If you haven’t heard much about the effects of DOMA’s downfall on the federal budget, that’s because there isn’t expected to be much of an effect. True, various benefits such as health and survivor benefits will now be paid to spouses of civilian workers and military personnel, and some gay persons will be entitled to Social Security benefits based on spouses’ earnings. On the other hand, it would not be surprising to see married gay couples’ income profiles falling more often on the “marriage penalty” rather than the “marriage bonus” territory on this interesting tax chart. And a host of benefit and subsidy programs, most importantly Medicaid but also other means- or income-tested programs, will save money once a spouse’s assets and income can be taken into account. All in all, a 2004 CBO study suggests the impact on the federal budget is likely to be very slightly positive. Josh Barro has the details here. He concludes:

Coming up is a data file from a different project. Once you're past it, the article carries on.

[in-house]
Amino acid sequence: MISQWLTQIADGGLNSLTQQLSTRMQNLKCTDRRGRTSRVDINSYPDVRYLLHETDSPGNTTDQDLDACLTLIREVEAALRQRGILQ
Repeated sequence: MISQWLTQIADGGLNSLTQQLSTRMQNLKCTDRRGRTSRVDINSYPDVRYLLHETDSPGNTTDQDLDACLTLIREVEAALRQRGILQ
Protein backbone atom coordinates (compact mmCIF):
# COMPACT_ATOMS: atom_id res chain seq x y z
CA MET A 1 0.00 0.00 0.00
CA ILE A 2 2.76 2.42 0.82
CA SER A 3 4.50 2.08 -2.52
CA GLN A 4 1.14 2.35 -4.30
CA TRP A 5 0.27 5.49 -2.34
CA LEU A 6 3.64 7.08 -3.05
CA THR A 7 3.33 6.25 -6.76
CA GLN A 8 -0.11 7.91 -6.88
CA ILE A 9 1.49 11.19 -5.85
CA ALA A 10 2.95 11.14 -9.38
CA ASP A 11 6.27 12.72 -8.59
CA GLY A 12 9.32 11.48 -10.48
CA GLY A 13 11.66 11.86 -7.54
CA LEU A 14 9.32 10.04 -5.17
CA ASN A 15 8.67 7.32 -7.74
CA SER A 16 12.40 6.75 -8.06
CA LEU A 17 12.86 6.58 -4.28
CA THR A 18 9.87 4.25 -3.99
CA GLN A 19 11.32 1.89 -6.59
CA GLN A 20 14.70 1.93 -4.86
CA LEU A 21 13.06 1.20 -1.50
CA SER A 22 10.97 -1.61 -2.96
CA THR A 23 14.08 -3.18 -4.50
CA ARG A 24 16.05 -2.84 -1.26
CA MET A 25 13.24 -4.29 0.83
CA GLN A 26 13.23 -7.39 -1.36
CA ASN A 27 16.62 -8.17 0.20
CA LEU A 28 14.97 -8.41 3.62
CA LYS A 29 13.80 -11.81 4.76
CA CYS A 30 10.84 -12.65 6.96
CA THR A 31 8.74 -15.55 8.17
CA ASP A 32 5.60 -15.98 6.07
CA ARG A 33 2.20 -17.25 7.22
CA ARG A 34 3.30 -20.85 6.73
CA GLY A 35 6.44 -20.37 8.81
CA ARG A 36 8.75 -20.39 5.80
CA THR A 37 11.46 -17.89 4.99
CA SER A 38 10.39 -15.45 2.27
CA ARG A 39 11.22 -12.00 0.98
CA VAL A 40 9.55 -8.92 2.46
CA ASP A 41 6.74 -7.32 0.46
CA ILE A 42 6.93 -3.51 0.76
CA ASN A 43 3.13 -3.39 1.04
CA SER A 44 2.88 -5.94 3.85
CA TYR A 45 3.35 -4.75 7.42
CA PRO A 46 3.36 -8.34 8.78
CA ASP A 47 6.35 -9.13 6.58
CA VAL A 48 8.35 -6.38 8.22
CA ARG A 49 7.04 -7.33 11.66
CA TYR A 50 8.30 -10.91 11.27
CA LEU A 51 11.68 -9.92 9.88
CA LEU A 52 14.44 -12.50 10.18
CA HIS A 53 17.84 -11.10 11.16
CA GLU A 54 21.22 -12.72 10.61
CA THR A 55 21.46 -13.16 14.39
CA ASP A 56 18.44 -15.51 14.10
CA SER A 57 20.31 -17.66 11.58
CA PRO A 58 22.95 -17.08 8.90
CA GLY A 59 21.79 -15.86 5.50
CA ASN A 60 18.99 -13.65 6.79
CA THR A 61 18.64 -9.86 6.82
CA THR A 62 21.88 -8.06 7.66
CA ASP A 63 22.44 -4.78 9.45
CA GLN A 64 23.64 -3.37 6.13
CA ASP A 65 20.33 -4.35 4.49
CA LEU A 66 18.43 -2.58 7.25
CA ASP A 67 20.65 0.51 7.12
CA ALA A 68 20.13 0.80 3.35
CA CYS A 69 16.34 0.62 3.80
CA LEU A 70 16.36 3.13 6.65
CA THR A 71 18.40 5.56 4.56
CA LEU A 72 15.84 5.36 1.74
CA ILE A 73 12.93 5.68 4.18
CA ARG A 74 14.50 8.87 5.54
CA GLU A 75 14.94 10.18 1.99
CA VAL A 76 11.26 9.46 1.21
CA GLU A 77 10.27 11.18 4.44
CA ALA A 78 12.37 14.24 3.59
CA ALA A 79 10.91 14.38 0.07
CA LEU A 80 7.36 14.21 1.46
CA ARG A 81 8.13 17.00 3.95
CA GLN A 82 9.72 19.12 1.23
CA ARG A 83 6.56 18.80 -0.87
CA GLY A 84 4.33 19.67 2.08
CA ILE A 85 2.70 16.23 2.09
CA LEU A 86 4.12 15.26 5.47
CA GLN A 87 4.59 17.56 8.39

The fiscal benefits aren’t a crucial reason to support same-sex marriage, but they do lend support to one of the “conservative” cases for it. Marriage is a structure through which people depend on each other, so they don’t have to depend on the government. For gay men and lesbians to take advantage of that fiscally friendly option, the government has to make it legal for us to marry.